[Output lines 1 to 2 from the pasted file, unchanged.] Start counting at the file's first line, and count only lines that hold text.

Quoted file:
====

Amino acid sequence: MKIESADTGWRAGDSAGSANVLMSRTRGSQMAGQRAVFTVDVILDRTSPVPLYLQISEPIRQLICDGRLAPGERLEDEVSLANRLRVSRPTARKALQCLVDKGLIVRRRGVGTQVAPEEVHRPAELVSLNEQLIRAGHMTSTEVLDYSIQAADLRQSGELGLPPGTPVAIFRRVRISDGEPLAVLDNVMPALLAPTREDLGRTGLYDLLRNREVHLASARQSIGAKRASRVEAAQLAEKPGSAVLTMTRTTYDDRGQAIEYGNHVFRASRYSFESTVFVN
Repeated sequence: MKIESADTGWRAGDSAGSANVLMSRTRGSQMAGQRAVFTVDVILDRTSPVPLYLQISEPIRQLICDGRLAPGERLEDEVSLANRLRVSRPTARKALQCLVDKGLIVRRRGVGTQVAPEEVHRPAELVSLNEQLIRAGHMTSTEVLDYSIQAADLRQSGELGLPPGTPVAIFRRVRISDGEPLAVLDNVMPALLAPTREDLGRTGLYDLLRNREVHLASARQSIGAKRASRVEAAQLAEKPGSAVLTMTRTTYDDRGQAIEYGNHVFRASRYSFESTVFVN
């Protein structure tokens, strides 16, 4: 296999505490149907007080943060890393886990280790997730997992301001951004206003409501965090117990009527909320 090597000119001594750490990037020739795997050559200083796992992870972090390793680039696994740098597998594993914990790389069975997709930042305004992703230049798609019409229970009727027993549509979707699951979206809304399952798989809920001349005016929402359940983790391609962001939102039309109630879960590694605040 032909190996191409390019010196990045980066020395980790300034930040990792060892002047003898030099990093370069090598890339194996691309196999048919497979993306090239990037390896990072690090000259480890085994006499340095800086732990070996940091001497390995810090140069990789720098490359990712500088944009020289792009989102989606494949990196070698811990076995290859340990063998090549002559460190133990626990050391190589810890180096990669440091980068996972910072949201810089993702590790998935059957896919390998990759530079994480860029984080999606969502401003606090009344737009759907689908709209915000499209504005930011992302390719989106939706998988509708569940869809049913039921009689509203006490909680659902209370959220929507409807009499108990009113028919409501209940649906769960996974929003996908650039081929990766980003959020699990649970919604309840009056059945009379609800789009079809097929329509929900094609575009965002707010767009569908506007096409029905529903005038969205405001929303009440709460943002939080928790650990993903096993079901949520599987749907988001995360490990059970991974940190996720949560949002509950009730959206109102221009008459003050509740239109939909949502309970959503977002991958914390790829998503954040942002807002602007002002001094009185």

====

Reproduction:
Amino acid sequence: MKIESADTGWRAGDSAGSANVLMSRTRGSQMAGQRAVFTVDVILDRTSPVPLYLQISEPIRQLICDGRLAPGERLEDEVSLANRLRVSRPTARKALQCLVDKGLIVRRRGVGTQVAPEEVHRPAELVSLNEQLIRAGHMTSTEVLDYSIQAADLRQSGELGLPPGTPVAIFRRVRISDGEPLAVLDNVMPALLAPTREDLGRTGLYDLLRNREVHLASARQSIGAKRASRVEAAQLAEKPGSAVLTMTRTTYDDRGQAIEYGNHVFRASRYSFESTVFVN
Repeated sequence: MKIESADTGWRAGDSAGSANVLMSRTRGSQMAGQRAVFTVDVILDRTSPVPLYLQISEPIRQLICDGRLAPGERLEDEVSLANRLRVSRPTARKALQCLVDKGLIVRRRGVGTQVAPEEVHRPAELVSLNEQLIRAGHMTSTEVLDYSIQAADLRQSGELGLPPGTPVAIFRRVRISDGEPLAVLDNVMPALLAPTREDLGRTGLYDLLRNREVHLASARQSIGAKRASRVEAAQLAEKPGSAVLTMTRTTYDDRGQAIEYGNHVFRASRYSFESTVFVN